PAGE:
The Stanley Parable Review

This is a review of a video game called The Stanley Parable. But what is The Stanley Parable? What does it represent? Does it challenge your preconceptions and subvert your expectations? The answer is as difficult to elucidate as it is difficult to communicate. Perhaps more simply, what does it contain? The Stanley Parable contains rooms, doors, corridors, halls, warehouses, larger more circular rooms, elevators and offices which you can walk through and listen to dialogue within. This much, we know. The Stanley Parable also purportedly contains player choice, but by the end of the game you’ll be left wondering if you actually made any choices at all. Suffice to say, then, that The Stanley Parable is a singular video gaming experience unlike any other and you owe it to yourself and to posterity to witness it first-hand.

The Stanley Parable does have a premise, even if it doesn’t contain a definitive narrative thread. You, the player, are ostensibly Stanley; a dull, sedentary office worker who discovers one morning that his workplace is deserted and no orders have arrived for him to follow. From here you take control of Stanley on his quest to discover the truth. That is, if you want to discover the truth. The Narrator, the omnipresent, omniscient voice-over that follows you throughout the game, has a story that he wants to tell, but whether you will let him tell it is another question.

Paperwork about paperwork.

After leaving his office, Stanley is faced with two open doors. The Narrator says you walk through the left one, but what if you go right? What if you do go left? The choice is yours. Only, it isn’t, because the game wants you to make each choice and has planned for practically every eventuality. From here, the game supports many branching narratives that go to many surreal and wonderful places, and I will refrain from spoiling any of them in this review.

After finishing one “story” the game will deposit you right back at the beginning in Stanley’s office, ready to start over. Thus, you get into a Groundhog Day-like sequence where you try something different each time, leading to a new path and the joy of witnessing how things pan out. The game has approximately a dozen or so endings and it will take you a couple of hours to see them all. Add into that the additional secrets, Easter eggs and funny dialogue you can trigger if you go out of your way to look for them, and The Stanley Parable will keep you entertained for a fair while. Graphically the game uses the Source Engine and will look very familiar to anyone who’s played Portal 2, since it uses the same lighting technology and borrows one or two assets. It isn’t gorgeous but it has a good style, especially in the dull office areas which will be instantly familiar for millions of people every day.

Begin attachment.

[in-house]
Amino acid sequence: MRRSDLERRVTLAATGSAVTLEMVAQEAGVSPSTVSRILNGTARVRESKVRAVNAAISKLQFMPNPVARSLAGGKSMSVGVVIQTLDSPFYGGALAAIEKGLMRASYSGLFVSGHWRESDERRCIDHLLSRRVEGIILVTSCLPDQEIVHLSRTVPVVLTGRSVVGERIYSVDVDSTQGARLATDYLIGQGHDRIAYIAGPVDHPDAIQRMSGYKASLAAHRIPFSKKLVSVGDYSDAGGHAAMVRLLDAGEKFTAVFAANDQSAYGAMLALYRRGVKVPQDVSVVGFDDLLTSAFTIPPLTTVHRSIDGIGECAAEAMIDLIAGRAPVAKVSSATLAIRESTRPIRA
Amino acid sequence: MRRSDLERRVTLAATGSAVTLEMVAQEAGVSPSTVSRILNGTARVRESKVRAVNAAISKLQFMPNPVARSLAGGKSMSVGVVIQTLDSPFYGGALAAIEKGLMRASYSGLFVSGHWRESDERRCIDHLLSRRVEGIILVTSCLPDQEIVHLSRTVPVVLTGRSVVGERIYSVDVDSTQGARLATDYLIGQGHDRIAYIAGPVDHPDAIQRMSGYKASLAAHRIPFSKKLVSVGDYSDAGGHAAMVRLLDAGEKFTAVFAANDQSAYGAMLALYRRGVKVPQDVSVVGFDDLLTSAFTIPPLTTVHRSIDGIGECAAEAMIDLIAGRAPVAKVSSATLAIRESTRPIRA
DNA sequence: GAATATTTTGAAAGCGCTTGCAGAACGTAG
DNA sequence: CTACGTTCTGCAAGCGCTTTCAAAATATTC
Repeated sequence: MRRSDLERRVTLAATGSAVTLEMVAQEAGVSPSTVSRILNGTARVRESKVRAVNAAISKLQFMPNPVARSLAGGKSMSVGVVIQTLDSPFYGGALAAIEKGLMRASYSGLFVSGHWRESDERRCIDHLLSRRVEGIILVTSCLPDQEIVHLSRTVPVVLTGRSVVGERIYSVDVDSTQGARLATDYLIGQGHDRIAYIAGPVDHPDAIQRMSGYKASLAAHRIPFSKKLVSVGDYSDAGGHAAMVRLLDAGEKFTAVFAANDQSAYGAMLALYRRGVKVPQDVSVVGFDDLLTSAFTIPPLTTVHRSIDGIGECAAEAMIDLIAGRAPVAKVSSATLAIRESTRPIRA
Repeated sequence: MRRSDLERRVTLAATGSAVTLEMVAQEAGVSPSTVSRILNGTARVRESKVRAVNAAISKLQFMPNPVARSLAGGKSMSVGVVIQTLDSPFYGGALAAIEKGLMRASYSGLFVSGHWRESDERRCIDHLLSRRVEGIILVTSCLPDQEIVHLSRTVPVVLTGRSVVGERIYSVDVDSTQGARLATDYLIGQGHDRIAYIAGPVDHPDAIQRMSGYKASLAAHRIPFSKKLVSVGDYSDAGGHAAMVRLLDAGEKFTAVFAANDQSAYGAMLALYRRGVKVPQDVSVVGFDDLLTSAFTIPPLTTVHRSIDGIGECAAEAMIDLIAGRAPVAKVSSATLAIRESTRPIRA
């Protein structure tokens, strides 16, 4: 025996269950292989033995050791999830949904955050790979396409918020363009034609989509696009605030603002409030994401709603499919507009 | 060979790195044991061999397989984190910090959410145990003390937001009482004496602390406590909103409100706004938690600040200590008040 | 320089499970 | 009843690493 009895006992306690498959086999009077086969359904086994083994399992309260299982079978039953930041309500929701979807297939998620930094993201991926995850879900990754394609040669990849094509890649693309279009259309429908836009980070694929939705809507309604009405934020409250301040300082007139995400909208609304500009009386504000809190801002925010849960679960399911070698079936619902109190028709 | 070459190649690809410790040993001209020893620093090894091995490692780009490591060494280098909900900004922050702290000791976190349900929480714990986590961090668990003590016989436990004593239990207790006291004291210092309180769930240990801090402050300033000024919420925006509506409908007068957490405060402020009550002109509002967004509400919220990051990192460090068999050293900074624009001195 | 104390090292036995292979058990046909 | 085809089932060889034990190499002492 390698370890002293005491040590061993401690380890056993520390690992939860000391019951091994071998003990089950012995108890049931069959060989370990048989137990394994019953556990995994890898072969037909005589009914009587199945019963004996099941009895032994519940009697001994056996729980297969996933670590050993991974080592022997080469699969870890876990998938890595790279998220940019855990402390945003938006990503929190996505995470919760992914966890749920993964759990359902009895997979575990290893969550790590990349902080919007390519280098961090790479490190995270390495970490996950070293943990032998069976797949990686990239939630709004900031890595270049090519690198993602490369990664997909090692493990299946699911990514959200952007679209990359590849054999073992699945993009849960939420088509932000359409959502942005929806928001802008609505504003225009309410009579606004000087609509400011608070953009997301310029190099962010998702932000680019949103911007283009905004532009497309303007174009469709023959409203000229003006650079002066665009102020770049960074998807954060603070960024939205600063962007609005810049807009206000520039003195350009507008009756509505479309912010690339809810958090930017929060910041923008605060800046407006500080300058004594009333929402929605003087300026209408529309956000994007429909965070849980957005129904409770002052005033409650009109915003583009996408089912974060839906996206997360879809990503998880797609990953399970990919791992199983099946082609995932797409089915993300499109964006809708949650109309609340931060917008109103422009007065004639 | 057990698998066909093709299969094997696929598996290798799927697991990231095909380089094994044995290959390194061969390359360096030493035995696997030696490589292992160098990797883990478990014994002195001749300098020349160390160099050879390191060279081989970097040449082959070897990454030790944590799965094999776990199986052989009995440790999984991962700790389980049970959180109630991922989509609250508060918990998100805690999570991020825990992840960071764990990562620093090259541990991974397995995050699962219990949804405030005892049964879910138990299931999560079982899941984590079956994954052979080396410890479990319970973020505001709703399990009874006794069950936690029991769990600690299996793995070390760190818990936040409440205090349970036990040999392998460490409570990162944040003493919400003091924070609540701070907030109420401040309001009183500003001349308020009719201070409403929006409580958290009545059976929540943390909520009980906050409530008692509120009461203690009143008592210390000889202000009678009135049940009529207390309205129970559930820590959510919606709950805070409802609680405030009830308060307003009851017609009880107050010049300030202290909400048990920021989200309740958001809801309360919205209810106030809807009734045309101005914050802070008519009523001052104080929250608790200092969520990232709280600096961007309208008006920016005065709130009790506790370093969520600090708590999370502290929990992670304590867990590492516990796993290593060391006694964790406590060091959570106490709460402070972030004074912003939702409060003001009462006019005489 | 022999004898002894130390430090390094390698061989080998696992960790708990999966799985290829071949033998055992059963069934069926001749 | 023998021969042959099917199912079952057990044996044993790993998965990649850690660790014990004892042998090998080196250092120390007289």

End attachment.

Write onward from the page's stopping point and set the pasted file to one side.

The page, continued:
Philosophically introspective.

Much credit must go to both designer Davey Wreden’s excellent writing and Kevan Brighting’s superb delivery as the voice of The Narrator, who manages to be ominous and nervous, melodramatic and highly amusing in equal measure. The amount of unique dialogue is impressive, as are some of the randomized elements, so that at the beginning of the game the walk through the early office sections can be very different as the layout changes. The game succeeds in making you feel both clever and stupid, by rewarding you for your ingenuity with some funny dialogue whilst reminding you the designer planned for such an eventuality, and so actually any ingenuity on your part was planned from the beginning. There is also an amazing free demo, which is definitely worth playing, containing a completely unique and separate experience from the main game.

The Stanley Parable doesn’t like the fourth wall. If The Stanley Parable were a machine it would be a bulldozer, casually and consistently shattering the fourth wall at regular intervals. The Narrator will constantly make meta-referential statements that you’re playing a game, and there is even a museum dedicated to explaining the development of the game you’re in the process of playing, which is highly self-referential. The comedy feels almost like Douglas Adams on occasions, especially some of The Narrator’s pseduo-intellectual rants.

What ever is going on, I’m not sure I want to know.

On a purely mechanical basis, The Stanley Parable is the latest in a series of “walk-‘em-ups” that have arrived over the last year, including the likes of Dear Esther, Gone Home and Proteus. There isn’t much in the way of actual gameplay besides hitting some buttons and entering a code or two, but it doesn’t matter. You’ve come to the game for the experience and feeling it gives you more than what you physically do.

At face value, The Stanley Parable is a brief but funny experience. But deeper down, it’s actually quite philosophical. It investigates the true nature of freedom in games and whether it is ever possible for the player to be truly free. The Stanley Parable pins its colours to the mast by declaring that as it currently stands, freedom is impossible and that pure determinism exists in 99% of video game experiences. Perhaps one day, with the help of quantum computers we will escape the thrall of the developer and the clutches of The Narrator. But for now, as The Stanley Parable reminds us, at least we still control when to turn the game off.

4stars

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